Submitted to: Proceedings of North American Root Weevil Workshop
Publication Type: Proceedings
Publication Acceptance Date: May 1, 2005
Publication Date: February 5, 2007
Citation: Mankin, R.W. 2007. 2001 north american root weevil workshop preface. Proceedings of North American Root Weevil Workshop. Interpretive Summary: Proceedings of the North American Root Weevil Workshop, November 1-2, 2001, North Willamette Research and Extension Center, Aurora, Oregon Peter Gothro1, Robin Rosetta, Richard Mankin3 1FDA PRL-NW, Bothell, WA 98021 2Oregon State University, North Willamette Research and Extension Center, Aurora, OR 97002 3USDA-ARS Center for Medical, Agricultural, and Veterinary Entomology, Gainesville, FL 32608 Scientists at the Oregon State University, Corvallis, OR, the Center for Medical, Agricultural, and Veterinary Entomology, Gainesville, FL and other research institutions in the Northern US have met and discussed a wide range of topics about the detection, monitoring, biology, and integrated management of an important container-crop pest, the black vine weevil. A Proceedings was written to summarize the meeting discussions and provide new information to researchers and container crop managers.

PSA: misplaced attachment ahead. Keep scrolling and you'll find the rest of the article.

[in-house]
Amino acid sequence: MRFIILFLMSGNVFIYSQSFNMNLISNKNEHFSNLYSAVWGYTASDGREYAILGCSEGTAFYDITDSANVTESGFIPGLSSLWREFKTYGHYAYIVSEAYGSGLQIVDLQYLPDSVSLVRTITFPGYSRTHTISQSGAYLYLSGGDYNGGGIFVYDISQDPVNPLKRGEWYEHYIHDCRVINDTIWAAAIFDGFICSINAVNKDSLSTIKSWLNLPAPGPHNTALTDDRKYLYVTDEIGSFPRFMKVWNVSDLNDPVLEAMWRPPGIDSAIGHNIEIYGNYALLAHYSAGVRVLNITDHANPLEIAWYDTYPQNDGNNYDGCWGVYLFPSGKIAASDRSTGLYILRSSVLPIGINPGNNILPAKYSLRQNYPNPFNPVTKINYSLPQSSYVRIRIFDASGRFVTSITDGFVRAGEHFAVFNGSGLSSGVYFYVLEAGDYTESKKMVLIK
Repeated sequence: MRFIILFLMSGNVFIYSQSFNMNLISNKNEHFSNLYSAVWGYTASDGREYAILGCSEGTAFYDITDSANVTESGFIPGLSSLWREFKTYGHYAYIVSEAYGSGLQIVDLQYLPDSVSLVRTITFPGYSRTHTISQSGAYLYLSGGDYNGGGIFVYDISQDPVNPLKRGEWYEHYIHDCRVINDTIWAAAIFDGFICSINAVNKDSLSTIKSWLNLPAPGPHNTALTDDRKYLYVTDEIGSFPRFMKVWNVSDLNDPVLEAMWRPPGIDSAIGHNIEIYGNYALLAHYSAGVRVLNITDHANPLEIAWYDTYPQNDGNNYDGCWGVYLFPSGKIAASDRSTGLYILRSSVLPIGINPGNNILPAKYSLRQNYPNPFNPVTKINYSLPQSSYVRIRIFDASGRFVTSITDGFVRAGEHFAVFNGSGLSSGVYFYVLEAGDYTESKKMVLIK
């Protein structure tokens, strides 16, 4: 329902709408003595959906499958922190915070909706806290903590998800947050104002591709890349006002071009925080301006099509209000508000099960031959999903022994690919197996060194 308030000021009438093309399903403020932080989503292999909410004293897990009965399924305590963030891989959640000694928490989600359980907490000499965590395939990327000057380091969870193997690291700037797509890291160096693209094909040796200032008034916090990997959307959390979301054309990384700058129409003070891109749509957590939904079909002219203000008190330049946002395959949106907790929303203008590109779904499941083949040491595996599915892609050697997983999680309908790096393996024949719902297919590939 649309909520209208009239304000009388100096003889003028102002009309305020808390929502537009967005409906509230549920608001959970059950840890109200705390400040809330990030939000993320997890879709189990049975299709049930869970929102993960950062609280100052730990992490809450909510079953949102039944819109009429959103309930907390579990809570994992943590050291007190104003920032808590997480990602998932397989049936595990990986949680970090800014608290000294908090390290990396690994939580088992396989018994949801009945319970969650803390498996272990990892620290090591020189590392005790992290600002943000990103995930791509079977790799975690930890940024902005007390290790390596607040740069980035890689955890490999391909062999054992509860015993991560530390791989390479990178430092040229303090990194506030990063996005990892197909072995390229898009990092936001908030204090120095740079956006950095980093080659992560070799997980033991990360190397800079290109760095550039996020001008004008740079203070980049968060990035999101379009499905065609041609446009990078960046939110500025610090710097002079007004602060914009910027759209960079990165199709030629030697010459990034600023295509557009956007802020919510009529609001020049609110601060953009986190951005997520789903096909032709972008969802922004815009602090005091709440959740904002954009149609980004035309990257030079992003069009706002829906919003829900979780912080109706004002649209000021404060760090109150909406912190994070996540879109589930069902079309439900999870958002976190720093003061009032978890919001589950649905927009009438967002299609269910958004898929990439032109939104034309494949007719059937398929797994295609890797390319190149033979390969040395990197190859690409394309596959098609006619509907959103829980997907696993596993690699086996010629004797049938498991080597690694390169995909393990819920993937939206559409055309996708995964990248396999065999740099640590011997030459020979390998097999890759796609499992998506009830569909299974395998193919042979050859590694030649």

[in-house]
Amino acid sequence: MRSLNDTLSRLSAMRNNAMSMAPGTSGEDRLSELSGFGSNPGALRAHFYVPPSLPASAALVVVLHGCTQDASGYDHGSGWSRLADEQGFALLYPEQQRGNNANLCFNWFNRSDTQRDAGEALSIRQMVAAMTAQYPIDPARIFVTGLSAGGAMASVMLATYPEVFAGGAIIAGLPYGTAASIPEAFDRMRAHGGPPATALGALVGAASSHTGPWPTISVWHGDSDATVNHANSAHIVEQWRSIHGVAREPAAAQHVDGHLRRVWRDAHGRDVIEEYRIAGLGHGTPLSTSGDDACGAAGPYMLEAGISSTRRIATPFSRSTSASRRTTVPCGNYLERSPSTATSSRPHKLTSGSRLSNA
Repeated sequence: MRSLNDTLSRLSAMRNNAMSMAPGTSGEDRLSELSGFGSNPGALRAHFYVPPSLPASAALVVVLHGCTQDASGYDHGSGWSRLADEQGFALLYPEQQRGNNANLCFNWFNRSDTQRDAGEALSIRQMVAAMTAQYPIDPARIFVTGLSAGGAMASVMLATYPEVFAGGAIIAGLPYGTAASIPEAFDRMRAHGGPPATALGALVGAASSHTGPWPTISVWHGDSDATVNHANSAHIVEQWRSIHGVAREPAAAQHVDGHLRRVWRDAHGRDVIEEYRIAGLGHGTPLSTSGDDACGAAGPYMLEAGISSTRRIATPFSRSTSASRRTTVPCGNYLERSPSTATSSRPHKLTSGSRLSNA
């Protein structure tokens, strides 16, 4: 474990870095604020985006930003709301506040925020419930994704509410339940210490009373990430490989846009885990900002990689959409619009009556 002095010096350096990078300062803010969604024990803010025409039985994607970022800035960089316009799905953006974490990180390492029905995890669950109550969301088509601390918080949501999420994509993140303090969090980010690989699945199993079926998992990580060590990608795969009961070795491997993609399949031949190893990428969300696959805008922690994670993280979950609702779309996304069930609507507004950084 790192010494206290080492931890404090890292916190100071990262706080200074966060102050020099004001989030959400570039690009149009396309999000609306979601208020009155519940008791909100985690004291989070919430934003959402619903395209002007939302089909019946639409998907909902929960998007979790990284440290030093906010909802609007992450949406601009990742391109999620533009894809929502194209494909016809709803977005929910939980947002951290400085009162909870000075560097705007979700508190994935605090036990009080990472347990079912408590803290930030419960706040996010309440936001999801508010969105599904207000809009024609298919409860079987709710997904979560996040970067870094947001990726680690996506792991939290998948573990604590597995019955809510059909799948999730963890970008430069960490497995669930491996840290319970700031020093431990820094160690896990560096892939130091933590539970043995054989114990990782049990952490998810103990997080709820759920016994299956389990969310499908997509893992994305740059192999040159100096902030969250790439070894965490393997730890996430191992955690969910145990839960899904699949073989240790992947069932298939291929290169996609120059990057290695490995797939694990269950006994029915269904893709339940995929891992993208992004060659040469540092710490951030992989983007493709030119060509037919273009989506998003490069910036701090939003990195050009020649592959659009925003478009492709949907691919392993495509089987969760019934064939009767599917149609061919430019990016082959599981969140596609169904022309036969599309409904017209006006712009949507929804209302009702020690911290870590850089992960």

Technical Abstract: The First North American Root Weevil Workshop was held at the Oregon State University North Willamette Research and Extension Center in Aurora, Oregon, November 1-2, 2001. The participants discussed a range of topics about root weevil biology, detection, and monitoring, as well as the population dynamics and integrated pest management of root weevils in different parts of North America. Highlights of the meeting included a description by Sharon Collman (US EPA, Region 10) of a 17-species complex of root weevils that affect nurseries or landscapes in the Northwest region. Sharon also presented a brief overview of root weevil predators, parasitoids and pathogens. A presentation by Richard Mankin (USDA-ARS) showed that it was possible to detect root weevil larvae feeding on plant roots using sensitive acoustic instrumentation, and that different weevil species had unique acoustic 'signatures.' Basic rearing techniques and methods for conducting trials with adults were covered in two papers presented by Richard Cowles (Connecticut Ag. Experiment Station). Ralph Berry and Len Coop (Oregon State University) demonstrated the pest phenology modeling feature of their pest management program in mint. Producers with internet access can run models forecasting the development of strawberry root weevils based on user-provided weather data, or input from one of the hundreds of weather stations plugged into the system. An industry perspective on root weevils was provided by Rufus La Lone (J.M. Smucker Co.), who considered the effects of different species on agricultural production in the northwest. Given the weevils that are out there, what is the impact in the end product? In a nutshell, one grower with a weevil infestation can affect many other growers. Jim Todd (Willamette Agricultural Consulting Co.) presented data showing that what was once considered a minor pest (Barypeithes pellucidus) has been increasing in importance in strawberries and conifers, and the strawberry root weevil has been observed using grass as an alternate host. This last observation should not be a surprise, given the opportunity provide by Oregon's vast acreage of grass seed fields.